Basic elements of print advertisements

Basic elements of print advertisements

Print advertising is a productive and cost-effective of reaching out to large numbers of potential and existing customers and employees, persuading them to consider a purchase, to apply for a job in the company, motivating them to act, and reminding them about your product or service and its unique benefits. It also gives the confidence to channel partners and investors about the strength of your competitive position.

The cost of print advertising could go well beyond the nominal amount paid to the newspaper or journal. An ill-timed advertisement, inappropriately placed, with inadequate repetition, unappealing visuals, pedestrian headline, and absence of a unique selling position, could individually or in combination causes you to lose revenue to the competition. Effective print advertising calls for both creativity and process. A small business should focus on process, leaving creativity to a specialized agency. There are many advertising agencies that cater specifically to the needs of small businesses.

Choose an advertising agency that has a portfolio of success in communication for small business. Interview the account executive that will be assigned to your business because the role of this person is crucial to success. Effective print advertising calls for close coordination between various specialists in the agency and coordination with people inside your company as well. The account executive should demonstrate interactive and organization skills as well as commitment to deliver results for your business. Ensure that the person assigned by the agency is the one associated with past campaigns that attracted you to the agency in the first place.

Large corporations earn commissions on the value of enormous advertising budgets. You may wish to offer an agency that impresses you, a flat fee to compensate for a relatively modest budget with which you may wish to start work. Consider the strategic advantage that an agency can offer a small business.

The agency will need access to your proprietary business information. Trust is essential. Conditions related to the agency not working with competitors should be spelt out in the beginning. Be watchful of leakage of information to competitors through agency personnel and suppliers.

Selection of an advertising agency with a record of success in print campaigns for small business, with a committed accounts executive to serve you and with adequate safeguards to protect your information resources, is a basic and first step towards using print advertising for your business growth.

The creation of a print advertising campaign starts with a brief by the company for the agency. Such a brief should cover a scan of the business environment, information on the competition, sectional growth, models of buyer behavior, segmentation, demographics, and psychographics of the target, positioning and branding, sales history, and gross margins.

Some of this information may not be available with a small business and you may have to ask the agency for professional help to generate it. Print advertising may be wasted in case the agency does not base the campaign on sound primary data on the macro and microenvironment.

The next step is to fix a budget for print advertising. It is normal to use industry convention as a benchmark for the total advertising budget. It is often a proportion of total revenue. The share of print media in the total advertising budget will depend upon the nature of the product or service and the media habits of the target. This is an area of specialization and a small business would do well to abide by the advice of the agency.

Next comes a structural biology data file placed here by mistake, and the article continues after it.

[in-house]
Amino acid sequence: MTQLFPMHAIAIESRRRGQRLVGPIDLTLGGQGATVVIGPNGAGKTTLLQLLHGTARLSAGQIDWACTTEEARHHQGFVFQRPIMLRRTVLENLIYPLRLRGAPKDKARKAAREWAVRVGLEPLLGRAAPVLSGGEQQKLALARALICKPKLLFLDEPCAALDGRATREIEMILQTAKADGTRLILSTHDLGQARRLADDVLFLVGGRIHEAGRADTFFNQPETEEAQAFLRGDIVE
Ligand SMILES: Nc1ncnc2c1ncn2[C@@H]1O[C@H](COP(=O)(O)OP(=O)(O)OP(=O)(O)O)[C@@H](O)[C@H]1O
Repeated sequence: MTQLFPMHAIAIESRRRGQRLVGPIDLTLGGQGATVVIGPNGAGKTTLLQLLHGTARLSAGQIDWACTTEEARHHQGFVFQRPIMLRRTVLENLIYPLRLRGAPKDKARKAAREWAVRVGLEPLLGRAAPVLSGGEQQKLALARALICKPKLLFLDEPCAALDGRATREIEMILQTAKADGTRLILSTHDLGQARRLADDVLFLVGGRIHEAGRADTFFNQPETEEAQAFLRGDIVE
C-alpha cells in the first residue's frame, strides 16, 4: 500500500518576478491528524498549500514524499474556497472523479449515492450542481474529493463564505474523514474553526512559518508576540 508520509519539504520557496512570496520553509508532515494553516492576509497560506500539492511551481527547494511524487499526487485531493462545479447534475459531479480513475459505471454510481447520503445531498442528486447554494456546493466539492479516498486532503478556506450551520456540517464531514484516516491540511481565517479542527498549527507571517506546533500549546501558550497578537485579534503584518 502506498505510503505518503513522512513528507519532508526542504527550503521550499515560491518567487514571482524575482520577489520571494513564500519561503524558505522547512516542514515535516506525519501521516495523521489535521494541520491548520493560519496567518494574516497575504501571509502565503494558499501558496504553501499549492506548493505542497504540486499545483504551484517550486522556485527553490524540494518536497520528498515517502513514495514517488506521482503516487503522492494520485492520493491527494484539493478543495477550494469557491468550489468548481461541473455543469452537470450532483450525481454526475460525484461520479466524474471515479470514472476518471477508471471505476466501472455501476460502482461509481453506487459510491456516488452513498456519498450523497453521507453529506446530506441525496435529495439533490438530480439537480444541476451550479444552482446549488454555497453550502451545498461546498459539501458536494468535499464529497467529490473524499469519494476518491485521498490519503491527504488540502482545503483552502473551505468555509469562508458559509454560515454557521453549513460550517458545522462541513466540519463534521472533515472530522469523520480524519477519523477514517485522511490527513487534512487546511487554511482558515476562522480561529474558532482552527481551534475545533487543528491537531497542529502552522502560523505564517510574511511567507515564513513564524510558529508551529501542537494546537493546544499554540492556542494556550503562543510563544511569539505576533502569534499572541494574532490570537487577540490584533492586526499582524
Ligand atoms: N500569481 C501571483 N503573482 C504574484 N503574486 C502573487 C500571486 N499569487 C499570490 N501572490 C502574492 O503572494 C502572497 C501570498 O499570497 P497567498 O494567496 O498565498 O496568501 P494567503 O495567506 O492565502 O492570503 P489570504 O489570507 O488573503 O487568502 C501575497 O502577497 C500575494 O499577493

The business and the agency should then agree on the objectives of the print advertisements. Should they just create awareness, arouse interest, or motivate customers to buy? The business would want as much as possible but the agency should help set realistic goals. The latter must be stated in measurable terms for appraisal after the campaign has been run.

The agency is now in a position to create the campaign. The visual appeal, the headline, copy, and the pay-off line are the elements that will decide whether or not the advertisement achieves set objectives. The business should ensure that the campaign is tested through primary research before it is released to the press. The agency must have the diligence to junk its work and start over if people do not react to the proposed advertisement as has been assumed.

A pre-tested campaign is ready for the press release. A media expert has to design the optimal use of a budget to reach exposure, frequency, duration, and image objectives. Large advertisements with prime positions in widely circulated prestigious publications will be most effective, but only if repeated with a certain frequency over a minimum period.

Small and casual insertions in less-read sections of a local newspaper or journal appear to cost less but they may just result in a waste of money and effort. Juggling conflicting objectives of reach, impact, and cost calls for experience and skill and the business should trust an expert. A media planner would also be able to negotiate favorable terms from most publications.

Campaigns must be evaluated for future reference. Most campaigns are run again or modified over time. A business should have valid reasons for decisions on the future of print advertising business. The elements of the marketing mix other than print advertising should be kept constant before, during and after the campaign or else changes in revenue and awareness cannot be measured with accuracy.

Successful print advertising can play a pivotal role in growing a small business. It is worth finding a professional and trustworthy advertising agency and forging a beneficial relationship with them with meaningful control on the process.

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